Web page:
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Massey fills vacated Woodson seat

One irony of Republican Becky Duncan Massey’s platform en route to being elected state Senator, District 6, has been saying no to a pair of tax-cutting proposals from her Democratic challenger.

Gloria Johnson, who lost to Massey with roughly 32 percent of the vote during the Tuesday, Nov. 8, specially called election, advocated tax breaks for small businesses and elimination of Sales Tax on groceries.

Though a staunch advocate of low taxes who is against a state Income Tax, Massey said, “I don’t think that, at least in this next year, we’re going to be in any position to cut anything that will cut revenue to the state. I’m being very realistic, it’s not going to pass.”

As for eliminating Sales Tax from groceries, “I’d love to do it, but I’m a bottom line person, and I know we have to balance our budget,” Massey said.

Meanwhile, “I still think the No. 1 way to help existing businesses is with regulatory relief,” Massey said. “I mean, I’d love to give all kinds of tax breaks, but we’re facing some tough economic times in Tennessee.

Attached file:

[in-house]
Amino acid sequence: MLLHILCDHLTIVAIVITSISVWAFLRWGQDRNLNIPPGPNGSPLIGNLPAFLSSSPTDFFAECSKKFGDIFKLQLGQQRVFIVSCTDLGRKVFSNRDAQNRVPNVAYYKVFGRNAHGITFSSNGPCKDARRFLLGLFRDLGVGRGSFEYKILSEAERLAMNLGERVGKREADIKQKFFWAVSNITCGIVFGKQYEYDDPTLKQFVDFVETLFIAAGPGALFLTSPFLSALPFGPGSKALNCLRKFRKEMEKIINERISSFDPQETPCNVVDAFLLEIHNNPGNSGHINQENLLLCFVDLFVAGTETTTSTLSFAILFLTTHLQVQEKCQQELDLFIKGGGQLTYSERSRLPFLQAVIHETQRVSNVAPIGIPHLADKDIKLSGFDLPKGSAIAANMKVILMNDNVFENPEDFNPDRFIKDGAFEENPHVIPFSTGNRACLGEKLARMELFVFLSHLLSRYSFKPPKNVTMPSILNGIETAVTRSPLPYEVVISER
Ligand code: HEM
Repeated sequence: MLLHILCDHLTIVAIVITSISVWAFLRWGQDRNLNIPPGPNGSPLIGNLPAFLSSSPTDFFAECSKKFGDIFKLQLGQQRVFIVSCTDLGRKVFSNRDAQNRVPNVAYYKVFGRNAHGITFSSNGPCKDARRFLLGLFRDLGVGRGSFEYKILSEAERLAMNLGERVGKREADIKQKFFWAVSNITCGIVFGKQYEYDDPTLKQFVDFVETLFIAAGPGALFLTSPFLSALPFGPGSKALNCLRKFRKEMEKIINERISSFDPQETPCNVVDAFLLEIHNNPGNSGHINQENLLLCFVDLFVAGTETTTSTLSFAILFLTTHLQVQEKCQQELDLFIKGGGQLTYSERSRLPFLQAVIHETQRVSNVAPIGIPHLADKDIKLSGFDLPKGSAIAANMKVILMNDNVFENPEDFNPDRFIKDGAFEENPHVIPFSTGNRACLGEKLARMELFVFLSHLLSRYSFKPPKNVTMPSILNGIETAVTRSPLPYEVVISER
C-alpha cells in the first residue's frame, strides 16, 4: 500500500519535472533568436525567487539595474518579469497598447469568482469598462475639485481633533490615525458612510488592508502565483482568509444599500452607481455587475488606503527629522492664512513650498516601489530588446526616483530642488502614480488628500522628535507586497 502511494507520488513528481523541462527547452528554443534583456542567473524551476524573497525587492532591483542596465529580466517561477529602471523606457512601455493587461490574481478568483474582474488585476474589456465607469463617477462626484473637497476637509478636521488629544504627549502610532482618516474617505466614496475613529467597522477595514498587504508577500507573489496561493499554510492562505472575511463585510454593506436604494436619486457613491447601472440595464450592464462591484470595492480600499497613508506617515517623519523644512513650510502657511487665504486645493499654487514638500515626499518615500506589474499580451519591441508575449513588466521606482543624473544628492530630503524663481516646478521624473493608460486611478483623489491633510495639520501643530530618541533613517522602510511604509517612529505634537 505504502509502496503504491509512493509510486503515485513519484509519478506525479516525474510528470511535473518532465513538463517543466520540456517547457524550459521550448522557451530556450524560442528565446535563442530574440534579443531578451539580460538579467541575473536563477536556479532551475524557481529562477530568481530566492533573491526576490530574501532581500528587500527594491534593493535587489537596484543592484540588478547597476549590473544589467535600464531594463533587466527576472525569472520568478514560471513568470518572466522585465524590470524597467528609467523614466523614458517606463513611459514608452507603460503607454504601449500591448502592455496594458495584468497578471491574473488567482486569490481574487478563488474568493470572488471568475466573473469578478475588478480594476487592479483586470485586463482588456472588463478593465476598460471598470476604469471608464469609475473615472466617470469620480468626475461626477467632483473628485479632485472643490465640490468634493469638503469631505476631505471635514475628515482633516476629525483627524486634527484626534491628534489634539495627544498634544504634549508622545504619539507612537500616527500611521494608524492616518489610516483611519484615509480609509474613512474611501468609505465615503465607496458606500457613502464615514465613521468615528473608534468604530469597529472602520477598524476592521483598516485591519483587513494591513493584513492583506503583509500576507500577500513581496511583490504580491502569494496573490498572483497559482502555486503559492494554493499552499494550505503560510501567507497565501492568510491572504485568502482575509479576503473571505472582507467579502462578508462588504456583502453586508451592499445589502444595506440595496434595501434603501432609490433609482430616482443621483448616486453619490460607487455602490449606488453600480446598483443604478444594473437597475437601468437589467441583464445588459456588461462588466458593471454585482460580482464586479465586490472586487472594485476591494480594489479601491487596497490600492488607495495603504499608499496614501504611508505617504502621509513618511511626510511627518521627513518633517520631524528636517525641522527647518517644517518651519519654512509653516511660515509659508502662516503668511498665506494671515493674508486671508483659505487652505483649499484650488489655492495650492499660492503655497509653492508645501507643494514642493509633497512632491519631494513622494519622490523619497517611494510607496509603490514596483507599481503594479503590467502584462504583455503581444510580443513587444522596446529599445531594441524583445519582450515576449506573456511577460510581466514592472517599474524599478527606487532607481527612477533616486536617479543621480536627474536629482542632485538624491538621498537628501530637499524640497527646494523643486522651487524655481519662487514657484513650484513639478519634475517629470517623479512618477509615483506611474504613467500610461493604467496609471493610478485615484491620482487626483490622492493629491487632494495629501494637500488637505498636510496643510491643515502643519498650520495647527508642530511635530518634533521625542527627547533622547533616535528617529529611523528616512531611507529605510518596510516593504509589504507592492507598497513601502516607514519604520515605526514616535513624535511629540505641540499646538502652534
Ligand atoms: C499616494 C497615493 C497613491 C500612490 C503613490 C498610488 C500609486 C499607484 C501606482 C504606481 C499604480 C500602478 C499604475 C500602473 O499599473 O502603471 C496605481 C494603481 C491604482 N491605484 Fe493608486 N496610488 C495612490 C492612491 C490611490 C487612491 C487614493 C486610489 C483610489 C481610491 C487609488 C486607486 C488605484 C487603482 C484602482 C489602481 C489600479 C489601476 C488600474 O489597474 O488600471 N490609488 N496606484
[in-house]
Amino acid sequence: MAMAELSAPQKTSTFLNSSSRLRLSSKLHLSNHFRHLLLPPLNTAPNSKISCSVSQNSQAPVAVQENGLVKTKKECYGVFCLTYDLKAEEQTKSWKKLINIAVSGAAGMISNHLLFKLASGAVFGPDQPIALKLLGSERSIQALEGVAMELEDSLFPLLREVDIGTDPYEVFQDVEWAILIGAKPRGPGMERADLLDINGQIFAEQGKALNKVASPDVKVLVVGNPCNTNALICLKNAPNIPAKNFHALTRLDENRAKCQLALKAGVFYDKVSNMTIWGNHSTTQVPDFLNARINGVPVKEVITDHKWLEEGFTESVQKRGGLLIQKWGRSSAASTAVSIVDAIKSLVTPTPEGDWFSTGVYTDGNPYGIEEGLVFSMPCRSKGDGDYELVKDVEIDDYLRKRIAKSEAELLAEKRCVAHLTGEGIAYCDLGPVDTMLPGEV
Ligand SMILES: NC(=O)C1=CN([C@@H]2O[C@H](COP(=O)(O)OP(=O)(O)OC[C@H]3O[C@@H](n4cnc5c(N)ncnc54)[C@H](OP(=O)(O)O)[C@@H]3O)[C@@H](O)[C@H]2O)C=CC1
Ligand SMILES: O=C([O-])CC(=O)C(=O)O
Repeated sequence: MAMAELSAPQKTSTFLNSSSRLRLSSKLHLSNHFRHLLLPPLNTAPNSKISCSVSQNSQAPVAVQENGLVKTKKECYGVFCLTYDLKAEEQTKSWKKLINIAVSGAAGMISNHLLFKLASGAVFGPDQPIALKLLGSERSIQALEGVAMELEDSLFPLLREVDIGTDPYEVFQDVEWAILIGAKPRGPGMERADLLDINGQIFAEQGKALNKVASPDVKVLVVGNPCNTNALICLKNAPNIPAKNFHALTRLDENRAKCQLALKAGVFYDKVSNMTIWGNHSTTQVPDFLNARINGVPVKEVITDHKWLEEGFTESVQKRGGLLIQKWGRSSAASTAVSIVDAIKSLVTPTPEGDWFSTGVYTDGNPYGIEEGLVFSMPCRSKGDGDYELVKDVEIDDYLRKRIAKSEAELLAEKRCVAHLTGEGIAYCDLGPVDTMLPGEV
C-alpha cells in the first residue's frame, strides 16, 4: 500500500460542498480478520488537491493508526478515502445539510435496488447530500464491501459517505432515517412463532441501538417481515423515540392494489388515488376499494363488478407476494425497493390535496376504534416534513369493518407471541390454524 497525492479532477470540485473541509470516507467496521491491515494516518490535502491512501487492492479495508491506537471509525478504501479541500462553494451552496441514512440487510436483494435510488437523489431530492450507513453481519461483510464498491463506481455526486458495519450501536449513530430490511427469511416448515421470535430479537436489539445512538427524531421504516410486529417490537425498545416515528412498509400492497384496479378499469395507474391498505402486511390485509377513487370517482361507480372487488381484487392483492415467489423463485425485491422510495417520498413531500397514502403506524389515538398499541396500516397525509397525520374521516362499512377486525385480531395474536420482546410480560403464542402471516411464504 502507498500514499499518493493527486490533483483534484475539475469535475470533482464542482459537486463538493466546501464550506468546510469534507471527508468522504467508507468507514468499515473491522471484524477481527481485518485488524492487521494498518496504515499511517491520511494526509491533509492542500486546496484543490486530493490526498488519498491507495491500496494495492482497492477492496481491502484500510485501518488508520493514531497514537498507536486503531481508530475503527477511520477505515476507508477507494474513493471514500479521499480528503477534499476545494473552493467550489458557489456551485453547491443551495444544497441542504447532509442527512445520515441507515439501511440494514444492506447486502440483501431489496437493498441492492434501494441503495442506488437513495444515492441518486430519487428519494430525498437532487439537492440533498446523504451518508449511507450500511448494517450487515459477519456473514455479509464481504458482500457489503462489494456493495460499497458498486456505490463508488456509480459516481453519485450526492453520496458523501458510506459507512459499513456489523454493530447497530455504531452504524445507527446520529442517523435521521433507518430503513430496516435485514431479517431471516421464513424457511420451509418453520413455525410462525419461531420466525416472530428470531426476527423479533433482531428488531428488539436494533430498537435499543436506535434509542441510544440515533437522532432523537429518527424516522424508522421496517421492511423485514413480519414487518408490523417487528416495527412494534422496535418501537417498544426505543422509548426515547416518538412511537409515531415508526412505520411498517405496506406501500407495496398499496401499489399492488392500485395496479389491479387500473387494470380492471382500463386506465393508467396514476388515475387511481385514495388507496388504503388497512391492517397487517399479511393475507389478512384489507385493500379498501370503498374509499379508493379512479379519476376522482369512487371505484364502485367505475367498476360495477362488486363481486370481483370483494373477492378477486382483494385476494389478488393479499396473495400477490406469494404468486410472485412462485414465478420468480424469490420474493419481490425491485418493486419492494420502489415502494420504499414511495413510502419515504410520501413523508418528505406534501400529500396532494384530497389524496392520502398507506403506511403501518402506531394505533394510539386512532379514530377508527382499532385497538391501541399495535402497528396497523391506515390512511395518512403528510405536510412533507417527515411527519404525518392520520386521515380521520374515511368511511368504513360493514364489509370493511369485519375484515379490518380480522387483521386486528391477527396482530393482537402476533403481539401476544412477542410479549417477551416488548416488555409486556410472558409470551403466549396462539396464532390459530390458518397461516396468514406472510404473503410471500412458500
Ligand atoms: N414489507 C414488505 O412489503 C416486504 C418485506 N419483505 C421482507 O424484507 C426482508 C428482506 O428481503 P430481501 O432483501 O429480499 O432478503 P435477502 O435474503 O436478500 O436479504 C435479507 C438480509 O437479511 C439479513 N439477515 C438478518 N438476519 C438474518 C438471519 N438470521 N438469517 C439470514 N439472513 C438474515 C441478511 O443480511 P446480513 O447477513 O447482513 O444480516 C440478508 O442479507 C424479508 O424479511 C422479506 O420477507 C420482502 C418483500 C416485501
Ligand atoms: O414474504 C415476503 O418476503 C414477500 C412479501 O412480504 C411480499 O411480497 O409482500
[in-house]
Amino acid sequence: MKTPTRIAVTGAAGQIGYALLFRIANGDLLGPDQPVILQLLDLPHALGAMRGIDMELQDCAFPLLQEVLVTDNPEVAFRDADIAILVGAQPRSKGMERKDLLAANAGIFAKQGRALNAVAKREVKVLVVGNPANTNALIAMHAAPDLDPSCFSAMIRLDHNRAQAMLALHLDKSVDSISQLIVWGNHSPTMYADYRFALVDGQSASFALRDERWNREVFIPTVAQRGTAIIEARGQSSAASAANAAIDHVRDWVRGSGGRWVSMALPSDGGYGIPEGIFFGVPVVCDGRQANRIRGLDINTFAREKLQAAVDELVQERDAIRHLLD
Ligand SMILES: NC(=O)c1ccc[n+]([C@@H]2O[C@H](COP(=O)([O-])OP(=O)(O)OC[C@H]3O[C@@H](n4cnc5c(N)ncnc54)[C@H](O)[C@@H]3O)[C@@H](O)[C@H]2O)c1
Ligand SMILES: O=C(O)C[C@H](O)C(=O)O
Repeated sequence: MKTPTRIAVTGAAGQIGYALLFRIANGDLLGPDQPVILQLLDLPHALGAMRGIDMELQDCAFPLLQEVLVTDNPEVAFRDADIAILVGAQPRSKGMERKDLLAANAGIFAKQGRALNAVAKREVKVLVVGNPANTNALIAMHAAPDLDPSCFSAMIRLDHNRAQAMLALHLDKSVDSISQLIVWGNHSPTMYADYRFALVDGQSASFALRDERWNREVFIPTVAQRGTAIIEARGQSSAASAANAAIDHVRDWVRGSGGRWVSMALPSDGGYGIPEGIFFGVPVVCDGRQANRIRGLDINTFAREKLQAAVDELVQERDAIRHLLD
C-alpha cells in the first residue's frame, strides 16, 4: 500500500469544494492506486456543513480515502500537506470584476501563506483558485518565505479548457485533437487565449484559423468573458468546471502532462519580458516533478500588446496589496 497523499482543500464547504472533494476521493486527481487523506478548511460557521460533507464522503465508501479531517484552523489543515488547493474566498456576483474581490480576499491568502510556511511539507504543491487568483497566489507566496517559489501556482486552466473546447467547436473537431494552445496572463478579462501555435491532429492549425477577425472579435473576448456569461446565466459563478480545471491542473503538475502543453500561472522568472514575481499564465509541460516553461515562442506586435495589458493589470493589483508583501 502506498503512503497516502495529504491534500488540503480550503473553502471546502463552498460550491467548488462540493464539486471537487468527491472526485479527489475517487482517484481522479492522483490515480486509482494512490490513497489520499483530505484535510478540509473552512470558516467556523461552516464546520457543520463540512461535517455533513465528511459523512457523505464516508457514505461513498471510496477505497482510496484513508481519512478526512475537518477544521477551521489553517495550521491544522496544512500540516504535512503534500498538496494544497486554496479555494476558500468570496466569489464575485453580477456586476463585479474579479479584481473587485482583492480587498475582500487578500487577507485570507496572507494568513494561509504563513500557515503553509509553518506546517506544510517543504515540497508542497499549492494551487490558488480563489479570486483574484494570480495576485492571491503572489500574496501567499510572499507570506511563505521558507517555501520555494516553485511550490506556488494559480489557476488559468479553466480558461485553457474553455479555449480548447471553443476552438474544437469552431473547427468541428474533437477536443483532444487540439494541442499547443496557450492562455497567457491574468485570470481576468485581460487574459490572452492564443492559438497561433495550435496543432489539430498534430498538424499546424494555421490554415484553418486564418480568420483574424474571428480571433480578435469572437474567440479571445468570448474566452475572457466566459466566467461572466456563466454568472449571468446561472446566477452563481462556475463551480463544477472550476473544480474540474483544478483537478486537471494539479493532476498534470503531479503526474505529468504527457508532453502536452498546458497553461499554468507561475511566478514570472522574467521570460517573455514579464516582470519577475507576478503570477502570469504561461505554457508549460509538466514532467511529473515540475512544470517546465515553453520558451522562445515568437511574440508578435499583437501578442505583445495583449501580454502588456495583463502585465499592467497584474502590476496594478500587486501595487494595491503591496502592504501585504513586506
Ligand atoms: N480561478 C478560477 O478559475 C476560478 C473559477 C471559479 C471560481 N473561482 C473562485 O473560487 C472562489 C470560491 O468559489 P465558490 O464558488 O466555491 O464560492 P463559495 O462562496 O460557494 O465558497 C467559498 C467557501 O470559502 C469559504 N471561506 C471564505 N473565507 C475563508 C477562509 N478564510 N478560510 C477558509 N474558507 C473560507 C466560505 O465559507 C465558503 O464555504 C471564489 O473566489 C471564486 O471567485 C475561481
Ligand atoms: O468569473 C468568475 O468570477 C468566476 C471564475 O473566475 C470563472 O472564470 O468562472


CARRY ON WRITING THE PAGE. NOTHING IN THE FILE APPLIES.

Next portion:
“We have to be responsible. ... I know there are definitely times and there’s days that will show that a certain tax break will give us a bigger return. I will support those initiatives.”

Though in favor of teacher evaluations, Massey said the four-per-school-year evaluations could be excessive, draining precious teaching and administrating time away from principals and teachers.

“It’s almost too much; on the surface, that’s what it appears,” she said. “I think we’ve got to tweak the system. The evaluations right now [are] set up the same for librarians as it is for the classrooms. I don’t think that’s the best way.”

Before January’s 108th General Assembly convenes, “I’m going to meet with several small groups of teachers, and just talk to them about their concerns,” Massey said.

“There’s a lot of frustrations among a lot of the teachers right now. ... Almost without exception, every teacher I’ve talked to is frustrated by it.”

Massey said she agrees with Johnson’s campaign declaration against taking tax dollars to fund private school vouchers.

“At this point in time I’d say I wouldn’t support [vouchers],” Massey said. “I personally feel like it is the state’s responsibility to make sure our public education is as good as it can be.”


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